When writing node copy, a common dilemma is what to do when there is too much text for a single node. Let’s go back to our fruit cocktail outline and the text we could write for the “Apple” node in Fruit > Temperate > Pome > Apple.

We could write a short general blurb about apples and truncate the node at that point. We could also create additional children for “Apple” and subdivide apples into, for example, red apples, green apples, and other apples. This would be in keeping with the “directory” nodemap approach we have taken thus far.

But what if we wanted to take the reader on a more exploratory journey? In our “Apple” node, we could mention that there are over 7,000 varieties of apples, we could talk about heirloom apples, we could provide a recipe for apple pie, we could note the health benefits of eating apples, and we could discuss apple folklore.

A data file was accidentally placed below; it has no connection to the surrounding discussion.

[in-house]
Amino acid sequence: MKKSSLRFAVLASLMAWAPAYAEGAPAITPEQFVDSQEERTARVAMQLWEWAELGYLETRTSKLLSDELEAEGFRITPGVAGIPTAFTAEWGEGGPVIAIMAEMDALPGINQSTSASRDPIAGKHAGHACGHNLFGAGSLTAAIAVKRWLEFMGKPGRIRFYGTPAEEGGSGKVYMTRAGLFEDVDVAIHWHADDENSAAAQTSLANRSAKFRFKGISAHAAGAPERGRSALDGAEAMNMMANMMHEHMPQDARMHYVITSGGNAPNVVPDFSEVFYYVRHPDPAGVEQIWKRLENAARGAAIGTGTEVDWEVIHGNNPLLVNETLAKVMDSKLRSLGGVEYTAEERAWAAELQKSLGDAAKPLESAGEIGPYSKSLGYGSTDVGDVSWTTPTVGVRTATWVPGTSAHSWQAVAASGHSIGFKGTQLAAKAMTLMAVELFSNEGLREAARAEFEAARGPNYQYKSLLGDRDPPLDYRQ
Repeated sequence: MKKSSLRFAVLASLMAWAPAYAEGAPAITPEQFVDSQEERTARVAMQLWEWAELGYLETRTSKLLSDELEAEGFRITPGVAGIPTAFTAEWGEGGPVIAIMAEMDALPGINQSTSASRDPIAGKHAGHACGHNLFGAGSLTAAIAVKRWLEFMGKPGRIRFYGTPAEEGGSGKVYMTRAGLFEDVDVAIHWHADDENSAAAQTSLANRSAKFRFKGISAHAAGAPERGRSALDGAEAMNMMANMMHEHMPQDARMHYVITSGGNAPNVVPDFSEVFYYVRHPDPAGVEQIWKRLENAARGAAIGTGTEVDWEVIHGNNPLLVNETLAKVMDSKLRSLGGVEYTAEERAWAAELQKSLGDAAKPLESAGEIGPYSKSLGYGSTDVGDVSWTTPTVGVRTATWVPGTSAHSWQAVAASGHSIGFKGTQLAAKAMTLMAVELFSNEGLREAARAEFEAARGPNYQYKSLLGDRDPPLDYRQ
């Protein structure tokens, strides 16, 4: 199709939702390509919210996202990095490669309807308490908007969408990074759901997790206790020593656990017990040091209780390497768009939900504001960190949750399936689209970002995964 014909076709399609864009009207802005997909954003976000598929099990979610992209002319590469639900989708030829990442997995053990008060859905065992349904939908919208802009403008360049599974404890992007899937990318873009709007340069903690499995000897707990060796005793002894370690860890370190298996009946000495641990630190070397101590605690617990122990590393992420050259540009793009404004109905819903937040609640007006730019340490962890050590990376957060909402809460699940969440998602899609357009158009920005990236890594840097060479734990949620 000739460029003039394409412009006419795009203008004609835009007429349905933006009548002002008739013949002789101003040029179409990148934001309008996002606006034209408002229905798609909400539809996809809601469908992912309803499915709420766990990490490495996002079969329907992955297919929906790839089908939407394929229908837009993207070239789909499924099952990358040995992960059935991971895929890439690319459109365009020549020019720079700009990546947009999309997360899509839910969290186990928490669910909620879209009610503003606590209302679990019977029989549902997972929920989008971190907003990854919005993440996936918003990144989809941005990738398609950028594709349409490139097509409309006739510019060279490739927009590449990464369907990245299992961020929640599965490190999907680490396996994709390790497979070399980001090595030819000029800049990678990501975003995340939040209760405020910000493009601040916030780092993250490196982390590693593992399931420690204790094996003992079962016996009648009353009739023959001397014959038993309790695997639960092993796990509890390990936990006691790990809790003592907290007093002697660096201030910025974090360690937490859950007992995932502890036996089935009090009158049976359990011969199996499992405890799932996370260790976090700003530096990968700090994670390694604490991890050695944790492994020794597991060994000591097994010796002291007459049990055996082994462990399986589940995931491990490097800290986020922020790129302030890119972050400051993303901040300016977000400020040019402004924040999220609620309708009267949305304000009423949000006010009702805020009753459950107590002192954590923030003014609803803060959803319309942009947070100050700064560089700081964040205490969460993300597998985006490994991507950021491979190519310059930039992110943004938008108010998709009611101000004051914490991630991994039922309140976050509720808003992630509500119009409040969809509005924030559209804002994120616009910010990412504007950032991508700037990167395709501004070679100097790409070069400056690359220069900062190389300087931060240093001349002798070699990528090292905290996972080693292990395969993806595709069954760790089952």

If we were to include information about all five topics in the text for the “Apple” node, it would overwhelm the reader. Instead, we could provide the same information in several “node-friendly” ways. First, we could create children for the “Apple” parent:

  • Central node: Fruit
    • Temperate fruits
      • Pome fruits
        • Apple
          • Varieties
          • Heirloom apples
          • Apple pie recipe
          • Health benefits
          • Folklore

If necessary, we could then create additional subcategories under one or more topics.

Linking to Web Pages

Topics that need deep narrative are best suited for web pages, so another option for dealing with a large quantity of information is to embed an external link. If we wanted to recount the life and times of Johnny Appleseed, for example, we could mention it in the “Folklore” text (or in a child of the “Folklore” node), and then write, “Read more about Johnny Appleseed” and incorporate a link to another web page. Nodes work best when the reader only wants or needs specific nuggets of information.

Quick Tip: Writing an effective nodemap involves learning to think in “morsels.” Break down the information into bite-size nuggets by incorporating sub-headings, use embedded links to guide readers to lengthy documents, and use graphics and images instead of words.